Sunday, 1 March 2015

The Jekyll and Hyde of Proteins: The Prion Protein. Molecule of the Month March 2015

You will all be familiar with Mad Cow Disease (MCD), the devastating disease that led to the slaughter of many cattle in the 1990s (at its peak over 30 000 cows died from MCD per year). It has been estimated that in total, over a million cows met their untimely deaths, whilst at the same time, there are estimated to have been around 200 human deaths from the human variant of the disease (Creuzfeldt-Jakob disease). Our protein this month lies at the heart (or I should say the nerve centre) of this disease and first let's look at the strange story of the mysterious infectious agent behind another livestock disease scrapie.

Scrapie is a fatal, neurodegenerative disease amongst sheep and goats. The disease is one of a group of diseases given the medical terms: Transmissable, spongiform encephalopathy. What baffled scientists for some time was that the infectious agent appeared to be a protein. (Recall from my Y12 lab lecture the central dogma from Francis Crick (RNA makes) DNA makes RNA makes protein) In scrapie, there are no nucleic acids in sight! In 1982, Stanley Prusiner purified the infectious agent and named it a prion, from the combination of protein and infection. 30 years on, there are still many unanswered questions underlying the molecular mechanism of prion disease, but the main concept has held fast. The prion proteins can exist in two distinct 3-dimensional structures or shapes (see top right). This statement in itself provokes uncomfortable reactions amongst structural biologists, biophysicists and biochemists ever since Christian B Anfinsen received the Nobel Prize for his fundamental work on the relationship between the amino acid sequence of a protein and its "unique" 3 D structure. Prusiner's prion seemed to be defying Anfinsen's elegant and seemingly unassailable law. So the prion protein can either be Dr. Jekyll, the kind and helpful person; or Mr. Hyde, the sinister uncontrollable force for evil. (You can read about Ebola virus proteins and Anfinsen's rule  in an earlier Blog).

Back to Jekyll and Hyde! The prion molecule is a relatively small protein, it is present in normal tissues where its function has largely been defined in spongiform diseases. Brain tissue of patients with CJD appears to be full of microscopic holes. Mutations in the normal prion gene as well as "infection" by prions induce the disease. The result is severe deterioration of brain function and ultimately death. I want to draw your attention however to the emerging awareness of the possibility of protein sequences defying Anfinsen's rule. If, as seems likely, a protein's amino acid sequence does not give rise to a single, thermodynamically stable structure, then the challenges of drug discovery and vaccination become even more daunting. You will recall that proteins have preferred secondary structures that include alpha helices and beta sheets. In prion disease, the diseased protein induces a change in the organisation of the intramolecular interactions including H bonds and other non-covalent interactions, to produce the infectious form. The remarkable feature of prion infections is that the "Hyde" conformation dominates Dr. Jekyll. That is, in the presence of the a small amount of diseased prion, all molecules in the normal conformation switch shape and take on that of the disease causing molecule.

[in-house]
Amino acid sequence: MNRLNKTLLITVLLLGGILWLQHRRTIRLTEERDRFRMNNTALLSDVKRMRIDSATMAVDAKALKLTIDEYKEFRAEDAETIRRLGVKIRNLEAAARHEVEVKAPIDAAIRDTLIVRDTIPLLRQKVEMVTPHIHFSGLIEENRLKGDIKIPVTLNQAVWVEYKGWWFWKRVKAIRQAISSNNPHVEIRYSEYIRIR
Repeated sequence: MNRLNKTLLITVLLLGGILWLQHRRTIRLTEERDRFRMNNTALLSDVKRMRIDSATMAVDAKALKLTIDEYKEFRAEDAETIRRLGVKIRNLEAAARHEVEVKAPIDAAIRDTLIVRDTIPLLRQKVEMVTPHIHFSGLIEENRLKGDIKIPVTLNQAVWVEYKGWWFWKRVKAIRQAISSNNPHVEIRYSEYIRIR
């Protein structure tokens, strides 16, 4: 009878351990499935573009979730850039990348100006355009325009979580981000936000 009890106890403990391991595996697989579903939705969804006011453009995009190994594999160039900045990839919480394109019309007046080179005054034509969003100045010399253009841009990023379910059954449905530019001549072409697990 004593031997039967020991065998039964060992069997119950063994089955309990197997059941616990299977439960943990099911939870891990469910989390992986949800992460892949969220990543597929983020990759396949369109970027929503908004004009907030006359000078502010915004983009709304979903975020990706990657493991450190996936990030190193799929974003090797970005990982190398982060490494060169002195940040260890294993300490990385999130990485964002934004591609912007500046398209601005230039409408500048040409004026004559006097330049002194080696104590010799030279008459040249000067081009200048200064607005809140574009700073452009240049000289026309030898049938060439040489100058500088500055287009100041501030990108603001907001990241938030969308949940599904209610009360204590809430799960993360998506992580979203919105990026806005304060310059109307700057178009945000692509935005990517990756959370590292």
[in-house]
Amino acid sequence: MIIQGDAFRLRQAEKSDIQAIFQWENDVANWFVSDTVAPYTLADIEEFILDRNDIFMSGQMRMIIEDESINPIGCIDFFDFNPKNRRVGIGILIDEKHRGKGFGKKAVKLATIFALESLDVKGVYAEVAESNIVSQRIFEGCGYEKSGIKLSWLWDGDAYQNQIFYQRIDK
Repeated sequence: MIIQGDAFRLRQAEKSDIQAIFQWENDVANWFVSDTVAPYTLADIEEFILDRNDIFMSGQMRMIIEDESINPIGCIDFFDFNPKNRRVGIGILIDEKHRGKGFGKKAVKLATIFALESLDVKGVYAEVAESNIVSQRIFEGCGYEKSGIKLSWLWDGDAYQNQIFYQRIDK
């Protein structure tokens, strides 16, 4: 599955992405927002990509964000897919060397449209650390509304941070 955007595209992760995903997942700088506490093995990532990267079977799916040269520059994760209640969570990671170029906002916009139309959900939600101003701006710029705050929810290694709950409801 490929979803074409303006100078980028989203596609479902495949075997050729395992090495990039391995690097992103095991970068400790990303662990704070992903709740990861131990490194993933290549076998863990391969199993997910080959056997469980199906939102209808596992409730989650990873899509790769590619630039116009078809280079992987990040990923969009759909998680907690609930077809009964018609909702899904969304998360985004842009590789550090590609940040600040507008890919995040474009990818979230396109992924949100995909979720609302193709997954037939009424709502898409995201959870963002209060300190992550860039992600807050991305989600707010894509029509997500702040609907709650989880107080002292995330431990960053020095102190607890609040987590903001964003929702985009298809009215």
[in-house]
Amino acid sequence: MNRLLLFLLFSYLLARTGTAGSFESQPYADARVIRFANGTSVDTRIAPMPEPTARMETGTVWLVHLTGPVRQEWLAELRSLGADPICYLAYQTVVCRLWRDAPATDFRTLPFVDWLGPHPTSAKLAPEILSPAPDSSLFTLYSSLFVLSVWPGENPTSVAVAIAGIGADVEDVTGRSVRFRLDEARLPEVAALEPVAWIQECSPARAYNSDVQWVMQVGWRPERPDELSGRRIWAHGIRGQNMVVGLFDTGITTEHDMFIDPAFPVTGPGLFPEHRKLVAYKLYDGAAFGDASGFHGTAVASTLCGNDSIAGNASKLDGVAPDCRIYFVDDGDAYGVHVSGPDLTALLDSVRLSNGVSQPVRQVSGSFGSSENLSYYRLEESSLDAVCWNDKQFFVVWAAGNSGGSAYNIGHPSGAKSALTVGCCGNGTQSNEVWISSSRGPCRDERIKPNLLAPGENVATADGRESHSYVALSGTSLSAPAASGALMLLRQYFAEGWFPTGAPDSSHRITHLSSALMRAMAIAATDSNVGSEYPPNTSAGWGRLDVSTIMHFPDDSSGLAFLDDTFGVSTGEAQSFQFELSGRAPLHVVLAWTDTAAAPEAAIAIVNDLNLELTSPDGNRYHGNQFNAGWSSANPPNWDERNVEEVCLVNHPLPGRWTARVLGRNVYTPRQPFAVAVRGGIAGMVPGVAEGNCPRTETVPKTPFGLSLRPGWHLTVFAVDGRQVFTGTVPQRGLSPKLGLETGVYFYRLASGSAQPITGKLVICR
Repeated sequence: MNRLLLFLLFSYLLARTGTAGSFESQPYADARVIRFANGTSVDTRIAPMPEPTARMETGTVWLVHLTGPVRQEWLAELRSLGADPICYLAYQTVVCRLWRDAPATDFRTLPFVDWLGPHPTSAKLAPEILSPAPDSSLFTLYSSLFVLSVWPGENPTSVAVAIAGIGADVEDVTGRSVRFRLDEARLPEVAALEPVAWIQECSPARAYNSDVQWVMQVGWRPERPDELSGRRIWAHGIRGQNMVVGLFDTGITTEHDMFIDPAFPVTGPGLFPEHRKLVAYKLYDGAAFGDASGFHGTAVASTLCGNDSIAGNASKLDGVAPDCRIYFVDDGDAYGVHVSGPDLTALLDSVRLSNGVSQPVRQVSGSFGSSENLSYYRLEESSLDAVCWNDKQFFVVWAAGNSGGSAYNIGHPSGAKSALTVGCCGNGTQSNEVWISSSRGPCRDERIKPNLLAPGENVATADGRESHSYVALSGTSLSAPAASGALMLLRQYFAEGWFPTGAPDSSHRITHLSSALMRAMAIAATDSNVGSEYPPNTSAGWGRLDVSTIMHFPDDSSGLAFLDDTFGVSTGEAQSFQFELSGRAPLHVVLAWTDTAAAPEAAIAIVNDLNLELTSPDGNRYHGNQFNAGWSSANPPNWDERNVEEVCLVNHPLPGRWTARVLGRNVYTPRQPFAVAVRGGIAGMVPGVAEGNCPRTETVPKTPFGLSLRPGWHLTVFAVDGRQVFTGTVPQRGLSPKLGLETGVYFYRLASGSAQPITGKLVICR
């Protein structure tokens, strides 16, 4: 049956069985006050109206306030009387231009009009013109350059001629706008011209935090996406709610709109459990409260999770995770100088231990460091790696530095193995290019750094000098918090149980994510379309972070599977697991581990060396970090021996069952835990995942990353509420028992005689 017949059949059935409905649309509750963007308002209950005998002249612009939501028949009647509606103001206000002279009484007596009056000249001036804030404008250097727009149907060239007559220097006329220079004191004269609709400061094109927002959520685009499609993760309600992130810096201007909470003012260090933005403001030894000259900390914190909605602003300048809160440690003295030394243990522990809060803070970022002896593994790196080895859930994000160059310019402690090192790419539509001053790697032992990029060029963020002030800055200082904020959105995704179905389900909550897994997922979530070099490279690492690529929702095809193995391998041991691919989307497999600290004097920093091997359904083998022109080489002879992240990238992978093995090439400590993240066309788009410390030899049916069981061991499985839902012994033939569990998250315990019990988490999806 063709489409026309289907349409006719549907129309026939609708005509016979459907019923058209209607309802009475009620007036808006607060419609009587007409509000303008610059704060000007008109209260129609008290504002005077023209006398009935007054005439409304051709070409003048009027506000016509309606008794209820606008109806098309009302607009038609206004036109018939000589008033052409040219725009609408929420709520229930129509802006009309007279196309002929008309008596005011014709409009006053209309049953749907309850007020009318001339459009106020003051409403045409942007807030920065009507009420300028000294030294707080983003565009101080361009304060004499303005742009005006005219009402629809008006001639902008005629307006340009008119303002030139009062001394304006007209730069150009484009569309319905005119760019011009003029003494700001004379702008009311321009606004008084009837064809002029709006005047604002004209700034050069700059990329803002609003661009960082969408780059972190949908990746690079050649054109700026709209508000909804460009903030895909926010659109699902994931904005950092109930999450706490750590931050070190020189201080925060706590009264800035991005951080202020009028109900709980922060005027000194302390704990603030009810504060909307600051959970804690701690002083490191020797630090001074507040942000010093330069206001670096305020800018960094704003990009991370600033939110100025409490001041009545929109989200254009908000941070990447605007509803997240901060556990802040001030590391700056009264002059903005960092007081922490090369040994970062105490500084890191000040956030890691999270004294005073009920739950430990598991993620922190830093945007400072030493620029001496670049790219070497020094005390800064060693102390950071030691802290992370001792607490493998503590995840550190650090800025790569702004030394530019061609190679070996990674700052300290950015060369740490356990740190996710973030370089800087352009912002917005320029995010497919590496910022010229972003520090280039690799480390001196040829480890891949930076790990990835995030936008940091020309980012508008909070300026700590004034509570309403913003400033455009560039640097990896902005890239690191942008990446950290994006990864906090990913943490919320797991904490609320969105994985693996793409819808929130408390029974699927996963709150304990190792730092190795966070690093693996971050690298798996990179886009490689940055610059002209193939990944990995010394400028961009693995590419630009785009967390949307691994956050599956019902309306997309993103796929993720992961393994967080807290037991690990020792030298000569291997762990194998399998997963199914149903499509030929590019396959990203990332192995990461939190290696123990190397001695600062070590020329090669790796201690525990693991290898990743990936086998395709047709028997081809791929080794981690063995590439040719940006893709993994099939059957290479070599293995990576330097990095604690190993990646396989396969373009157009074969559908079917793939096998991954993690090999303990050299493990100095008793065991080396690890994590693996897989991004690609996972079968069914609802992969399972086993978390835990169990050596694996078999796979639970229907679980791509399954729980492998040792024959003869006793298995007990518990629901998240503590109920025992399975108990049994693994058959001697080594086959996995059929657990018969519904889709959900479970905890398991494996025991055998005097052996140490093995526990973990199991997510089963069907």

The physical basis of this phenomenon isn't entirely resolved, but early work on haemoglobin by Hill and Adair, followed by the work on regulatory enzymes by Koshland and Monod, Wyman and Changeux) and its oxygen binding properties provide insight into the molecular events in protein shape-shifting (and, by the way, I can strongly recommend Robert Plant's recent collaboration with the Space-Shifters). Getting back to Science, it is now widely accepted that proteins adopt a preferred shape (or conformation, often referred to as open and closed, see RHS), but in the presence of regulatory molecules (metabolites or proteins, often called ligands), an alternative shape can be induced. This represents a mechanism for switching protein function in a simple and rapid manner. It would seem that prions adopt not only subtly different shapes, but almost completely reconfigure their 3D structure, and more importantly, this gives them their Jekyll and Hyde, split personality. The question remains as to whether other factors are involved in promoting this transition, but nevertheless, the study of prions will ensure that our understanding of the relationship between protein primary structure (amino acid sequence) and tertiary structure, and hence function, is properly understood!

Just as a small footnote, I thought I would mention that visualising protein conformational changes is extremely difficult. We often have to extrapolate from crystal structures at either side of the equilibrium. Sometimes NMR spectroscopy (LHS), at high magnetic field strengths, can give us structural and dynamic information, but we mostly rely on techniques such as fluorescent spectroscopy to tell us indirectly about these shape changes. This field is in urgent need of a breakthrough in physics that would allow us to capture proteins in action in real time.  

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